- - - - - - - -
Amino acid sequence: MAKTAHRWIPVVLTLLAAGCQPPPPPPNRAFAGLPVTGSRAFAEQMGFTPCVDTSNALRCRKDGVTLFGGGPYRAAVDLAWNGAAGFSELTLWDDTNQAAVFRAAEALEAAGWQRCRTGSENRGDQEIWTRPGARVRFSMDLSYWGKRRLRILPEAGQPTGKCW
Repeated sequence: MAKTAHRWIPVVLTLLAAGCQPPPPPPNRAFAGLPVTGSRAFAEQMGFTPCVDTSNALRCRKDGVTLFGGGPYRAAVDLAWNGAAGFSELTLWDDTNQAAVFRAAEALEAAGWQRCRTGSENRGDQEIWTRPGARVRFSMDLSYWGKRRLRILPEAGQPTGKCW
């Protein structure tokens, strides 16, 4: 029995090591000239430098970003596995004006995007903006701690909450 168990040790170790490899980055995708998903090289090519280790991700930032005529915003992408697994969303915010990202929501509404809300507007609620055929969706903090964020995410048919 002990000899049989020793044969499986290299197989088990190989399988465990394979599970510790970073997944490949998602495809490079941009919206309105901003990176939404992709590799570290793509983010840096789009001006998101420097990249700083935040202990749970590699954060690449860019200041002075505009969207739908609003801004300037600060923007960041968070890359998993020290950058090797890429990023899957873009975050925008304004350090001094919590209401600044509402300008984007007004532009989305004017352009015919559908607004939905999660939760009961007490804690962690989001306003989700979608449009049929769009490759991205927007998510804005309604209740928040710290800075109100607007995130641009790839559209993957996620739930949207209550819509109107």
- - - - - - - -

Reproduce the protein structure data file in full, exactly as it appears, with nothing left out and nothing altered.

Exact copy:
Amino acid sequence: MAKTAHRWIPVVLTLLAAGCQPPPPPPNRAFAGLPVTGSRAFAEQMGFTPCVDTSNALRCRKDGVTLFGGGPYRAAVDLAWNGAAGFSELTLWDDTNQAAVFRAAEALEAAGWQRCRTGSENRGDQEIWTRPGARVRFSMDLSYWGKRRLRILPEAGQPTGKCW
Repeated sequence: MAKTAHRWIPVVLTLLAAGCQPPPPPPNRAFAGLPVTGSRAFAEQMGFTPCVDTSNALRCRKDGVTLFGGGPYRAAVDLAWNGAAGFSELTLWDDTNQAAVFRAAEALEAAGWQRCRTGSENRGDQEIWTRPGARVRFSMDLSYWGKRRLRILPEAGQPTGKCW
């Protein structure tokens, strides 16, 4: 029995090591000239430098970003596995004006995007903006701690909450 168990040790170790490899980055995708998903090289090519280790991700930032005529915003992408697994969303915010990202929501509404809300507007609620055929969706903090964020995410048919 002990000899049989020793044969499986290299197989088990190989399988465990394979599970510790970073997944490949998602495809490079941009919206309105901003990176939404992709590799570290793509983010840096789009001006998101420097990249700083935040202990749970590699954060690449860019200041002075505009969207739908609003801004300037600060923007960041968070890359998993020290950058090797890429990023899957873009975050925008304004350090001094919590209401600044509402300008984007007004532009989305004017352009015919559908607004939905999660939760009961007490804690962690989001306003989700979608449009049929769009490759991205927007998510804005309604209740928040710290800075109100607007995130641009790839559209993957996620739930949207209550819509109107």